The car landed, and she bounced up and down again, and back into position, nose inhaling the leather of the steering wheel, teeth cutting into her lower lip.
The paved road had turned to gravel, and now she could hear the rocks and stones bouncing up from below her, hitting the undercarriage of the car like bullets, an asynchronous rat-tat-tat-tatat percussion to go along with the constant thwack-thwack-thwack of the windshield wipers that continued their assault on the windshield in front of her.
She turned another corner, felt the car skidding under her, sliding towards the trees, and she shifted down, spun the wheel, as the tail of the old Mercedes got away from her, fishtailing right, and then left, the full nature of her momentum, now beyond her control. This was it, she had time to think, we think we are in control, pointing in one direction but a false move and everything we are doing is undone, beyond our control, not under it. We don’t control these machines. And she felt something welling up in her, fear that was already there in her throat now took over her whole body, this is it she thought, maybe I won’t have to run anymore. But whatever she did–she could not have told you if you asked, and if you did she would smile and giggle a little, and say, I have no idea! Ha! I was so scared! – but, somehow, somehow she managed to get the car straightened, and she realized she was crying, the tears coming down like the rain outside, with no windshield thwack-thwack-thwack to wipe them away.
She wiped at the tears no more than a second–her hand covered her eyes one beat, a moment so short the wipers made only one thwack, maybe two–and then she opened her eyes, clear of tears.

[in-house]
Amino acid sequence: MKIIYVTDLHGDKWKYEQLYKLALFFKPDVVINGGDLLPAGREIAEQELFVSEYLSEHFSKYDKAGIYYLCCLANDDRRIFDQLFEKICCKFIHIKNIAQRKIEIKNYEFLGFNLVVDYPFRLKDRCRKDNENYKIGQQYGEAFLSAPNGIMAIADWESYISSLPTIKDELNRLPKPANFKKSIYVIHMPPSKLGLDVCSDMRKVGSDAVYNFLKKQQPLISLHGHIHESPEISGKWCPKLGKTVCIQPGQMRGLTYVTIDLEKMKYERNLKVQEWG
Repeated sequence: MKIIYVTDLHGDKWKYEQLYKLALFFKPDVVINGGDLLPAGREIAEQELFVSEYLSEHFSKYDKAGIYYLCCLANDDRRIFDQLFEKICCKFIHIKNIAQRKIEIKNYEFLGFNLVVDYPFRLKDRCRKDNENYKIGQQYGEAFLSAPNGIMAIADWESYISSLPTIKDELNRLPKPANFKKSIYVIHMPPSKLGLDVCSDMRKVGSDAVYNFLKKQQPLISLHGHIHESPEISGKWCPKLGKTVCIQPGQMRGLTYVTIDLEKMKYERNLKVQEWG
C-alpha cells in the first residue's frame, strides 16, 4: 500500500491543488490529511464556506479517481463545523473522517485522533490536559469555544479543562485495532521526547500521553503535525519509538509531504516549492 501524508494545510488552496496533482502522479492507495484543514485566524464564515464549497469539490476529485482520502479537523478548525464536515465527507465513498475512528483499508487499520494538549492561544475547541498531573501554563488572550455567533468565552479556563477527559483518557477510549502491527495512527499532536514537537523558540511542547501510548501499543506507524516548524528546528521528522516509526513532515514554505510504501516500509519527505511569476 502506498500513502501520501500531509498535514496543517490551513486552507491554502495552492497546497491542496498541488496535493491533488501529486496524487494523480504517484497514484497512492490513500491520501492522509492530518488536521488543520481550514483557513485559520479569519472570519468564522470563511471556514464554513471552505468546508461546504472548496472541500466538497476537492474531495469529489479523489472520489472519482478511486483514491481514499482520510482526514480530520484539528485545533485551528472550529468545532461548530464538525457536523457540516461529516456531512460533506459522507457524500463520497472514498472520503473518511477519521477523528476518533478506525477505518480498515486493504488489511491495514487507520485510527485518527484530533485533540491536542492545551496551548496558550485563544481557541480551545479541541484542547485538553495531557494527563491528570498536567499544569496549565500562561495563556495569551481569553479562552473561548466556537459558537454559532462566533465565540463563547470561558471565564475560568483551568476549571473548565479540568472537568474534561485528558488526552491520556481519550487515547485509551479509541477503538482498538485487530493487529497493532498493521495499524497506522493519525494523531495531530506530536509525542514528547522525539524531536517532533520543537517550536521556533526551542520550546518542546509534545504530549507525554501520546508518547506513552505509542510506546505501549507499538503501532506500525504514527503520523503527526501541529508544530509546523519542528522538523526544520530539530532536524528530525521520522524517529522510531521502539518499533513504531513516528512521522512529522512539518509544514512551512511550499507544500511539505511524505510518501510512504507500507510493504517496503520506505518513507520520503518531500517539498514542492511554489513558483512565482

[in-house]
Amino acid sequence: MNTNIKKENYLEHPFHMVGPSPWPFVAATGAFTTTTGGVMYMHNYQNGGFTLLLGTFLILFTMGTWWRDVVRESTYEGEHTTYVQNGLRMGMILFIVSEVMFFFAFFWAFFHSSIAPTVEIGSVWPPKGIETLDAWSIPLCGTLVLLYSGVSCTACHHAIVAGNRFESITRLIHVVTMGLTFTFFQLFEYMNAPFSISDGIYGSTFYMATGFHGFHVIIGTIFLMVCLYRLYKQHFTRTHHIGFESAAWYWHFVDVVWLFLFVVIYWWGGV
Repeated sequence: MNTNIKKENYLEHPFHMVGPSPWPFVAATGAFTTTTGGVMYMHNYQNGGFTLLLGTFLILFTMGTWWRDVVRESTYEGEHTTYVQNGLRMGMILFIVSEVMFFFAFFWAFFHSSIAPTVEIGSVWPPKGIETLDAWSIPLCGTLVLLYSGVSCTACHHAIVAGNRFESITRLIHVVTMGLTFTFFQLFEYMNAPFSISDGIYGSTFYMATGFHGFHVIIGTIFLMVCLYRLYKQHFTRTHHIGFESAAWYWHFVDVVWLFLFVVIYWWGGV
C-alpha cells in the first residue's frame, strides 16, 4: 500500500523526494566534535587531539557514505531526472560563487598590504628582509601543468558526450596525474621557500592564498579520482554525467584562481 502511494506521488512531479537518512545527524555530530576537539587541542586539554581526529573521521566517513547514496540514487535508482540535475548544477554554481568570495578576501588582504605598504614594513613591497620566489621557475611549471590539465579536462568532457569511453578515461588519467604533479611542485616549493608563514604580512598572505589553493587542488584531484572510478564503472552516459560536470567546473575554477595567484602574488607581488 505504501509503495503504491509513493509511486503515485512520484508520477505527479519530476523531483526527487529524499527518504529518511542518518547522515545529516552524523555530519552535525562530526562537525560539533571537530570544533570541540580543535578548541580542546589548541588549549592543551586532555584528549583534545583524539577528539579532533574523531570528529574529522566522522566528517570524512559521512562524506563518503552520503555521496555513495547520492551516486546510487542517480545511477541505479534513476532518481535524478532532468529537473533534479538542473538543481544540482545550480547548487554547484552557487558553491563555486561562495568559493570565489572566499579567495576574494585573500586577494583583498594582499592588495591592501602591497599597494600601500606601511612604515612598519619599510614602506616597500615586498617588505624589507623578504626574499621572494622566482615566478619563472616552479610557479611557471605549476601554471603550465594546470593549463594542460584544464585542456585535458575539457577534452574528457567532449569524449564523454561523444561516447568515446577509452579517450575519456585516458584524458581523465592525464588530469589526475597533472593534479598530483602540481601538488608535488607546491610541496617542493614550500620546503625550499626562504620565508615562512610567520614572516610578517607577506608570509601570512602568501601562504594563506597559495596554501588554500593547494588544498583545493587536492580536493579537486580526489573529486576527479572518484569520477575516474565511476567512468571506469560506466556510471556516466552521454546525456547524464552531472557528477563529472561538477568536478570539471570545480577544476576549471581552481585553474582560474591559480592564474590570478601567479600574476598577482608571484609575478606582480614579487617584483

And saw him standing in front of her, illuminated in the road, standing tall, taller than any man she had ever seen, dressed in white, drenched with the rain, but just standing there.
As she slammed on the clutch and the brakes she had time to study him, as the car slowed, and began to skid straight ahead towards him.
She did not have time even to spin the wheel – not that it would have made any difference – and as the fender hit his legs she watched his face, a kind face, crumple in pain and exertion, his fine features that reminded her, for some reason, of the black-and-white picture of her father standing, legs spread, hands behind his back, in military at-ease pose, outside their house in the mountains in Akita Prefecture, with his linen shirt and pants, and wire-framed glasses. The body hit the windshield, bounced into the dark, and the car, suddenly was stopped, and silent, except for the windshield wipers, thwack-thwack-thwack. She turned the wipers off and jumped out of the car, the wind and rain hurling abuse at her. She slipped in the mud, grabbing at the hood of the car as she raced to get to him.